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For the first time, the Ratzinger Prize is awarded to a non-theologian: the Orthodox composer Arvo Pärt

Osservatore Romano via AFP

Beauty, the pontiff said, is a “privileged way to open ourselves to transcendence and encounter with God.”

Pope Francis received nearly 200 people in the Clementine Hall at the Vatican on November 18, 2017, on the occasion of the awarding of the 2017 Ratzinger Prize 2017 by the Joseph Ratzinger-Benedict XVI Foundation. In the ceremony, the Supreme Pontiff emphasized the “urgency” of theological research and praised his role for Christian unity.

Three laureates were honored with the 2017 Ratzinger Prize: Catholic theologian and priest Karl-Heinz Menke, Lutheran theologian Theodor Dieter and Orthodox composer Arvo Pärt. They were accompanied by their families and loved ones as they received this prize from the hands of the pope.

Theological research, that is to say, the dialogue between faith and reason, is an “urgent and vital” necessity, Pope Francis said. Indeed, without this dialogue, faith cannot “incarnate in time,” he emphasized.

By also granting awards to believers from other Christian denominations, the Ratzinger Prize shows that “the truth of Christ is not for the soloists, but it is rather symphonic.” And it is by seeking and studying together that Christians “are forcefully drawn to full communion.” Thus, said the pope, “truth becomes a living source of ever closer ties of love.”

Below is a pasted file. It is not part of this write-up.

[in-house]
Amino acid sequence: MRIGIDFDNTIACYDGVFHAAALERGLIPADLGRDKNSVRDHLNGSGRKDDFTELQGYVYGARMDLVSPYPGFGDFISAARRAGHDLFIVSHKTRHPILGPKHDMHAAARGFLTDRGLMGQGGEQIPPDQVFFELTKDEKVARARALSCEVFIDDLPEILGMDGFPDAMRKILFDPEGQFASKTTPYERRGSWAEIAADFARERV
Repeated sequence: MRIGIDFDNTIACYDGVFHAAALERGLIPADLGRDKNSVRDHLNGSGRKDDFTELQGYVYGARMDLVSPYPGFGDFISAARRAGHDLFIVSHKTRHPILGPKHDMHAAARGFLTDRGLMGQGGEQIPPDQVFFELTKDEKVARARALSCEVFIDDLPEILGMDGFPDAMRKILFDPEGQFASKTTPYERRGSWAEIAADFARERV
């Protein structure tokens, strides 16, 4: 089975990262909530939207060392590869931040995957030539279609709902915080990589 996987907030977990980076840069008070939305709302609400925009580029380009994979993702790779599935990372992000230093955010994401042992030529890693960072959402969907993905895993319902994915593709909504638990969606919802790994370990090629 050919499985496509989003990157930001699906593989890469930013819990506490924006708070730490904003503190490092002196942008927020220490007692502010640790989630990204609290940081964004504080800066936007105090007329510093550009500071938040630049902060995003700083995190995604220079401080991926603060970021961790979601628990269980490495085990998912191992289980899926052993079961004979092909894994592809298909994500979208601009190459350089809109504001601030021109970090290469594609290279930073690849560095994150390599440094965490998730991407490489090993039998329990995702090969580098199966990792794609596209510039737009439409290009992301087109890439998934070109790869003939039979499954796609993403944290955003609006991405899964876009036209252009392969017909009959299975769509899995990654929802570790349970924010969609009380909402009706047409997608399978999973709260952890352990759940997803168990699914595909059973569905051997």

Beauty as a path to transcendence

For the first time, the Ratzinger Prize distinguished a non-theologian, the orthodox composer Arvo Pärt. This, according to Pope Francis, is perfectly aligned with the theological vision of Benedict XVI: beauty, the pontiff said, is a “privileged way to open ourselves to transcendence and encounter with God” Indeed, art allows for serenity and “elevation of the mind.”

In his address, Pope Francis wanted to share his “intense and affectionate thoughts” for the pope emeritus. “His prayer and his discreet and encouraging presence accompanies us,” he said. And his teaching remains “alive and precious to the Church.”

After the speech of the Supreme Pontiff, Arvo Pärt played his Pater Noster on a piano that had belonged to Benedict XVI during his pontificate. The Estonian musician composed this piece for the 60th jubilee of priesthood of the pope emeritus, celebrated in June 2011.

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